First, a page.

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Research Article
Issue Date: May/June 2016
Published Online: April 01, 2016
Updated: January 01, 2021
Effectiveness of Interventions Within the Scope of Occupational Therapy Practice to Improve Motor Function of People With Traumatic Brain Injury: A Systematic Review
Author Affiliations
  • Pei-Fen J. Chang, PhD, OTR, is Associate Professor, School of Occupational Therapy, Texas Woman’s University, Houston; pchang@twu.edu
  • Mary Frances Baxter, PhD, OT, FAOTA, is Associate Professor, School of Occupational Therapy, Texas Woman’s University, Houston
  • Jenna Rissky, MOT, was Graduate Student, Texas Woman’s University, Houston, at the time of the study
Article Information
Complementary/Alternative Approaches / Evidence-Based Practice / Neurologic Conditions / Rehabilitation, Participation, and Disability / Traumatic Brain Injury / Special Issue: Evidence Review
Research Article   |   April 01, 2016
Effectiveness of Interventions Within the Scope of Occupational Therapy Practice to Improve Motor Function of People With Traumatic Brain Injury: A Systematic Review
American Journal of Occupational Therapy, April 2016, Vol. 70, 7003180020. https://doi.org/10.5014/ajot.2016.020867
American Journal of Occupational Therapy, April 2016, Vol. 70, 7003180020. https://doi.org/10.5014/ajot.2016.020867
Abstract

After traumatic brain injury (TBI), many people experience significant motor function impairments. To help occupational therapy practitioners make informed decisions in choosing treatment strategies to improve clients’ motor function, we undertook a systematic review and synthesized applicable findings of intervention studies. Of 2,306 articles identified in the literature search, we reviewed 47 full-text articles, of which 16 met approved criteria. We found moderate evidence that various exercise programs increase motor function and limited evidence that people with TBI can benefit from rehabilitation and computer-based programs. We offer implications for practice, education, and research.

According to the Centers for Disease Control and Prevention (2014), traumatic brain injury (TBI) accounted for 2.5 million emergency department visits, hospitalizations, and deaths in the United States in 2010. The consequences of TBI often include substantial impairments in physical, emotional, and cognitive functions. Many people with TBI experience various degrees of motor function impairment, including abnormal muscle tone, primitive reflexes, muscle weakness, ataxia, postural deficits, and limited range of motion, resulting in difficulties engaging in purposeful activities. These motor function impairments can have a significant impact on a person’s participation in all areas of occupation. Because the existing literature and evidence regarding interventions for people with TBI are limited, we undertook this review to assist occupational therapy practitioners in making informed decisions about treatment strategies to improve motor function in clients with TBI.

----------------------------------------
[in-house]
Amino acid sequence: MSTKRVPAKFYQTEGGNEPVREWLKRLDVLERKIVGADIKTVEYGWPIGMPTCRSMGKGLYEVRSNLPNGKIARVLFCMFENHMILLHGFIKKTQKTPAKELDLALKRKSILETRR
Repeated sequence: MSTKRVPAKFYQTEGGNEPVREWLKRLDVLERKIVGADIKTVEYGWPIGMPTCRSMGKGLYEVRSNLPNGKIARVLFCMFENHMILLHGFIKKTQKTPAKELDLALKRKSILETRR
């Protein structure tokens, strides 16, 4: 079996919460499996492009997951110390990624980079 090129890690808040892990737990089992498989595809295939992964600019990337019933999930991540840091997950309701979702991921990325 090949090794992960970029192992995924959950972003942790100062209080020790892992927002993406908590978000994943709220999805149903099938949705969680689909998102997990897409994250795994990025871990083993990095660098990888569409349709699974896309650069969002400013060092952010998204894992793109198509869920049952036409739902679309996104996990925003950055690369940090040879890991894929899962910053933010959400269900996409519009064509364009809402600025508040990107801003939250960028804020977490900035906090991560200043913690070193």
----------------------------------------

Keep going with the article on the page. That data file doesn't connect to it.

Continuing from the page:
The objectives of this systematic review were to search the literature and critically appraise and synthesize applicable findings to address the research question “What is the evidence for the effectiveness of interventions within the scope of occupational therapy practice to improve motor function for people with TBI?” We used the phrase motor function broadly to include diverse interventions.
Method
This systematic review is one of six reviews of the TBI literature relevant to occupational therapy conducted under the auspices of the American Occupational Therapy Association (AOTA) Evidence-Based Practice (EBP) Project. The six review questions were based on an earlier set of reviews that covered the literature from 1986 to 2008 and were updated to reflect present clinical practice. An advisory board of experts in the field and the review authors provided feedback on the development of the questions. The reviews were carried out through academic partnerships. The review team for this research question (the authors) included two faculty members and one graduate student. The methods for the reviews were specified in advance and documented in a protocol for the authors.
Search Strategy
The inclusion criteria for this review were as follows: Studies were published in peer-reviewed scientific literature between 2008 and 2013, at least 1 participant in each study sample was an adult with TBI, articles were written in English, and interventions were within the scope of occupational therapy practice. Using the evidence hierarchy described by Sackett, Rosenberg, Muir Gray, Haynes, and Richardson (1996), and because of the limited number of studies on motor function recovery, we included studies with all levels of evidence in this systematic review. The reviews excluded qualitative studies and reports from presentations, conference proceedings, non–peer-reviewed research literature, dissertations, and theses.